Older adults are not only at higher risk of serious illness if they get the coronavirus, but also financially vulnerable if the pandemic leads to a sustained drop in their income and retirement savings. Seniors already face significant out-of-pocket costs for health care and as a share of income. It doesn’t take much to imagine how the coronavirus economy could lead to a drop in both income and retirement savings for seniors for an unknown period of time.
Having Medicare coverage does not alleviate the burden of medical costs. In 2017, one in six Medicare beneficiaries had problems getting care or delayed care due to cost, or had problems paying medical bills, and the percentage was significantly higher among beneficiaries in fair or poor health, those with low incomes, and those without supplemental coverage.
The nation’s long-term care workers are disproportionately low wage employees, they tend to have direct and frequent contact with patients, and many are middle-aged or older. That makes them a group that is at higher risk of coronavirus infection and generally less suited to weather the financial and physical trials of getting sick.
We examine the share of Part D enrollees who have access to extended supplies of generic, brand-name, and specialty-tier drugs covered by their plan in 2020, under policies that applied prior to the change in law, and that will apply after the COVID-19 emergency declaration ends.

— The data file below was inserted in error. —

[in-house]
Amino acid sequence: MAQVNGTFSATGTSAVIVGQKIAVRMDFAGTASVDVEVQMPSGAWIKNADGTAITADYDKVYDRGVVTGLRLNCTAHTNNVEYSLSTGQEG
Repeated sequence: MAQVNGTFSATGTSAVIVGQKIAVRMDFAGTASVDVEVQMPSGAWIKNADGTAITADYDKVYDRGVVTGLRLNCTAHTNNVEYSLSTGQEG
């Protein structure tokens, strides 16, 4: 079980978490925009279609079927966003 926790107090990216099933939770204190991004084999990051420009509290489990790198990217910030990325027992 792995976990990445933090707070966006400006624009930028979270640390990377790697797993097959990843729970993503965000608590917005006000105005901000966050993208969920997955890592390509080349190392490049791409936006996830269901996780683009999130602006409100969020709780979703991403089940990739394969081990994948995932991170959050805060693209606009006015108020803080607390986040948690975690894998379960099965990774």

Even before the effects of the coronavirus pandemic are fully realized, our analysis finds many Medicare beneficiaries lived on limited incomes and modest, if any, savings, with wide disparities by age, gender and race/ethnicity. That raises questions about the extent to which Medicare beneficiaries will be able to bear additional, unanticipated costs that are likely to arise from the pandemic.
Congress is considering legislation this week to lower prescription drug costs. Our chartpack summarizes key provisions in three House and Senate bills and their likely impact on prices, people and federal spending.
A relatively small share of people with Medicare Advantage or stand-alone Medicare Part D prescription drug coverage voluntarily switch plans during Medicare’s open enrollment period from Oct. 15 to Dec. 7.